He returned to Washington, D.C., being transferred to Headquarters, U.S. Marine Corps in November 1946. Throughout 1946, Geiger had been plagued by an increasingly deep and ever more painful cough. On Nov. 15, 1946, he turned over the command of FMF PAC and departed for HQMC to prepare for his retirement, but fate intervened. Ever aware of his worsening condition, he entered the National Naval Medical Center at Bethesda, MD. In the presence of his wife and family, Geiger died quietly of lung cancer on Jan. 23, 1947. By a special act of Congress, he was posthumously promoted to the rank of General, only the second Marine to wear four stars.

The bell stands 26 inches tall, weighs 88 pounds and is decorated with Buddhist symbols. Atop the bell is a double-headed dragon handle loop. The upper third of the bell is covered with dots, giving it the appearance of the Buddha’s head. Geiger returned to Pensacola in 1946 with the bell and it was installed at his home and generations of Geiger children remember hearing the bell as a directive to return home from the beach for dinner.

As Geiger’s granddaughter, Melanie Curtis, prepared to move to a new home earlier this year, she began to contemplate the best plan of action for the bell's placement and existence. The decision came much easier this time around as she had denied the return request in 2014. "Over time, I've thought about it and I truly believe it needs to go back to the Okinawan people," Curtis said. Curtis agreed to its repatriation and partnered with Alex Kishaba, president of the Japanese nonprofit organization Ryukyu America Historical Research Society in Okinawa and liaison and former U.S. Navy pilot Jeff Schneider to prepare for the bell's crating and shipping details to Okinawa. The bell headed for the Okinawa Prefectural Museum & Art Museum after an online ceremony last summer in Pensacola between the Curtis family and Kishaba.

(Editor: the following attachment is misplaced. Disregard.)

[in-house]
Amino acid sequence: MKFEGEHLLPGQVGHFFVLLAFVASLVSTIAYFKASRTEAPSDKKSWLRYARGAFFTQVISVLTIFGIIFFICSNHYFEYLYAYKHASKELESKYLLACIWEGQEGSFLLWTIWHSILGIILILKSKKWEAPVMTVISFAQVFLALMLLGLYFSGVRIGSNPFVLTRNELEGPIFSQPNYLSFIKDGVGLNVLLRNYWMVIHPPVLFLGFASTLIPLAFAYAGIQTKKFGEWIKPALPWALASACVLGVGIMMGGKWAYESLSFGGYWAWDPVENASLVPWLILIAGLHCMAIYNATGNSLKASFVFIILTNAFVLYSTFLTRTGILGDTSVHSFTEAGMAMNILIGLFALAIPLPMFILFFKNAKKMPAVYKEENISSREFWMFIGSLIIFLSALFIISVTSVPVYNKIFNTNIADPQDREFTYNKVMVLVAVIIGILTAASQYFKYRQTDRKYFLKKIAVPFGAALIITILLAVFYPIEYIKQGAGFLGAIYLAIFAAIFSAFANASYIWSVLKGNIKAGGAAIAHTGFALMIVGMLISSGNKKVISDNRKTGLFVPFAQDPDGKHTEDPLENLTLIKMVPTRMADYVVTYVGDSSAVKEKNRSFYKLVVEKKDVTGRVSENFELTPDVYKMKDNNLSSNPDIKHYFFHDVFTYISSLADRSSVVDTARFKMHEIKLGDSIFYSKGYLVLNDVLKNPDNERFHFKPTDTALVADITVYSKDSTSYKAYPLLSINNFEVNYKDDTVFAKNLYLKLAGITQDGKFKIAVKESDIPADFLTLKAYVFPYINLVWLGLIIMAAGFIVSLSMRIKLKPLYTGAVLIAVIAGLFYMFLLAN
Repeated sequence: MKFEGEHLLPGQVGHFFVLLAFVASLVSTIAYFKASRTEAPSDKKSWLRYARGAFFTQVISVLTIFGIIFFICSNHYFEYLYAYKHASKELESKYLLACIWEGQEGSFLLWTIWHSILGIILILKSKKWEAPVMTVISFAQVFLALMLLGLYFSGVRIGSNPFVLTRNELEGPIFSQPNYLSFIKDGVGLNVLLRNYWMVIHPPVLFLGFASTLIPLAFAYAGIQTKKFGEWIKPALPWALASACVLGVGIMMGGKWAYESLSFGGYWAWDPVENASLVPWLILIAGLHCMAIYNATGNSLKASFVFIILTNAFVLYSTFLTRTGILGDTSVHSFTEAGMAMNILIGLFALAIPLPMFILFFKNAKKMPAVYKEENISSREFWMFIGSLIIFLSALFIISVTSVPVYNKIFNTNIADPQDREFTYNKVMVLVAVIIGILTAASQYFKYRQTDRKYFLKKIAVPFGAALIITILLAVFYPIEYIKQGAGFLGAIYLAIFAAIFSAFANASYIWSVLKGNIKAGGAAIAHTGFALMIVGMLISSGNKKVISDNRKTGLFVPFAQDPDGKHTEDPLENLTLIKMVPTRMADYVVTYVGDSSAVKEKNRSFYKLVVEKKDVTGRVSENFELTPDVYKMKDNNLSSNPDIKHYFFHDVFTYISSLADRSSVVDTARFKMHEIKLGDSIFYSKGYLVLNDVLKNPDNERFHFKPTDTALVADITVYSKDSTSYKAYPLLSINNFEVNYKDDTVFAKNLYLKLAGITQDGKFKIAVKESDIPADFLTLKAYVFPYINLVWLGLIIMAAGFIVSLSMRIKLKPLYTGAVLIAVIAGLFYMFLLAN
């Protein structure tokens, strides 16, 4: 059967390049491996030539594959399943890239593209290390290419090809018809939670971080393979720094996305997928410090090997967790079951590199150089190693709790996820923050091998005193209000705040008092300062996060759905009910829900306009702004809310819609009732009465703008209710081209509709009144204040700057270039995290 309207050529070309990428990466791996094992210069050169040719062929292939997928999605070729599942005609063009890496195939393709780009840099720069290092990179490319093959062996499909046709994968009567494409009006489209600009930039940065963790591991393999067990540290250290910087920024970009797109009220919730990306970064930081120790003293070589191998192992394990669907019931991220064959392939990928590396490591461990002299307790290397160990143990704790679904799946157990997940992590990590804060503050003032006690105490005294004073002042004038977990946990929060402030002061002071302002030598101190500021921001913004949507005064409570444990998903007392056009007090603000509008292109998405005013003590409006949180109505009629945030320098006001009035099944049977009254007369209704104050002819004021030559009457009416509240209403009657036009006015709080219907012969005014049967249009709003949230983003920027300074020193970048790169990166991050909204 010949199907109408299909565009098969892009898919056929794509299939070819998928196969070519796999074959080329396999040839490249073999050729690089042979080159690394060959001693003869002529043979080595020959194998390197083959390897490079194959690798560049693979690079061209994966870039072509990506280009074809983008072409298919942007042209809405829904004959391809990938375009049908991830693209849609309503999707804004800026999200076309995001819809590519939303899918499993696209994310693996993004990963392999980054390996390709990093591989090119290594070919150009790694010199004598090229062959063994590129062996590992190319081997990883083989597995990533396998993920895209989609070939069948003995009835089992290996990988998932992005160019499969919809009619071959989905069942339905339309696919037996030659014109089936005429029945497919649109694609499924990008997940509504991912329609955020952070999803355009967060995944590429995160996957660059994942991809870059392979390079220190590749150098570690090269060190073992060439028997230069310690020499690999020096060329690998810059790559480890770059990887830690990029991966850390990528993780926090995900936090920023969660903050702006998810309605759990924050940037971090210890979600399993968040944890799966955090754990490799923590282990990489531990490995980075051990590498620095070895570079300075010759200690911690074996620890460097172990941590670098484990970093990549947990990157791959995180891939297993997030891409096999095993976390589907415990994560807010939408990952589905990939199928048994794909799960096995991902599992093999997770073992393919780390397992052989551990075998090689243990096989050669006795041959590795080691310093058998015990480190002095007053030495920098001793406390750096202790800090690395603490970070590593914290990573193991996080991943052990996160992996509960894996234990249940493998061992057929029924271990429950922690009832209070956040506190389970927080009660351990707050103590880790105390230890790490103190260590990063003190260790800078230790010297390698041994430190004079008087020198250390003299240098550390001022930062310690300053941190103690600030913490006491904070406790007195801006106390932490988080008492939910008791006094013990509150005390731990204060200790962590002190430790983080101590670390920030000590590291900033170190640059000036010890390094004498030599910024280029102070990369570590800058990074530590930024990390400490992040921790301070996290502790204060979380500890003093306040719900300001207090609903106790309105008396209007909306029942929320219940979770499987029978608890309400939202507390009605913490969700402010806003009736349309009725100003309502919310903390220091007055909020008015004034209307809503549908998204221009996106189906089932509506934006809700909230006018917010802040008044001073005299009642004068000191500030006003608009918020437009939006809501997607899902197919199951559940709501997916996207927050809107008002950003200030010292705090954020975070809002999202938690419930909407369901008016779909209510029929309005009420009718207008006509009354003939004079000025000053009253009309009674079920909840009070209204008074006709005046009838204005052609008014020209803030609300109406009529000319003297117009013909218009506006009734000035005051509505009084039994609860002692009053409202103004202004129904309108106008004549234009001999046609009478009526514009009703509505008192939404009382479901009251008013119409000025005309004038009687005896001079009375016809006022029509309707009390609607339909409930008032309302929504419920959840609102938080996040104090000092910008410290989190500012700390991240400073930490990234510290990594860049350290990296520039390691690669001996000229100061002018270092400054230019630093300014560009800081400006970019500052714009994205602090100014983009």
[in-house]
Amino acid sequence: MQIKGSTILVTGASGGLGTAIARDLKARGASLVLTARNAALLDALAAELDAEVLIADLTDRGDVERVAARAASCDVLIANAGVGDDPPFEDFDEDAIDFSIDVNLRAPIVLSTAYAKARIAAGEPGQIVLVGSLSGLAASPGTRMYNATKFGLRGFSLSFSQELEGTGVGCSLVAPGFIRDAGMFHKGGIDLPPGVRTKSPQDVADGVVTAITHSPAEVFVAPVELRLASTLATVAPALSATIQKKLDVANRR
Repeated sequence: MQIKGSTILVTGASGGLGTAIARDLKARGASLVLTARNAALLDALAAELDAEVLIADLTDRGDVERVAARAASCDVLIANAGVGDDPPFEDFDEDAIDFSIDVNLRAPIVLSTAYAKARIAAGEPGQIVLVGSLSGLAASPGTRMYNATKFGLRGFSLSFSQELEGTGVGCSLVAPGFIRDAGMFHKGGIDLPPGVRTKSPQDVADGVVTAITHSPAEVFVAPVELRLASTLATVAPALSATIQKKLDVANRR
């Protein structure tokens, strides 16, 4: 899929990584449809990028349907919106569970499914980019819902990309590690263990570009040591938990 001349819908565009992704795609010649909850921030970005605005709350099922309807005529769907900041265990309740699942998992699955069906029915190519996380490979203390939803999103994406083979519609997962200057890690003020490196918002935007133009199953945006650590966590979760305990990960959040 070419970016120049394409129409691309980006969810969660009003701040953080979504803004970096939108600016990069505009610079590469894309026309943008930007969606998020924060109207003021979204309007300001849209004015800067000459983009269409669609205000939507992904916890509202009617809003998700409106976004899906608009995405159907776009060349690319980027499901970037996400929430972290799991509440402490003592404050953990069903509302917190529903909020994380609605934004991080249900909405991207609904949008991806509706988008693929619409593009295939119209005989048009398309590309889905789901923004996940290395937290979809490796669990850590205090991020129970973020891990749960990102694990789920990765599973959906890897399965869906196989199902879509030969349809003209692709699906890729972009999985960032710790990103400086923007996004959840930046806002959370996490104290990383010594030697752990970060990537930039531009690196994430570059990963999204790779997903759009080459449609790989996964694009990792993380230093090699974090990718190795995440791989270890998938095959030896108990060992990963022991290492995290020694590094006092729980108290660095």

The handles curving at the head of the bell are dragons, the symbol of Okinawa that adorn castles throughout the island. The round spheres dotting the seafoam-colored bell align with the previous returned bells in Okinawan Museums and temples. Kishaba defined it as a "secondary bell" that was rung to notify the Okinawan people, whether about waking time at 7 a.m. or in the case of approaching opposition forces, such as that in the Battle of Okinawa. He said, “the bell is a missing link to our (Okinawan) history, it's a chain to our legacy. For the sake of our children, they need to know their history and that's what museums are for in the first place.”
However, this bell lacks the ingrained writings that usually tell Okinawan history and stories. It is without the date of casting, where it was made or for who. It is far less significant than the Shuri Bell, the Admiral Perry/US Naval Academy and the 6th Marine Division/VMI Bells returns previously reported in the MHT Blog Those bells had real cultural significance and unfolded part of Okinawa's history and practice of Buddhist ideals. Hopefully this one will not meet the lack of attention that some of those received.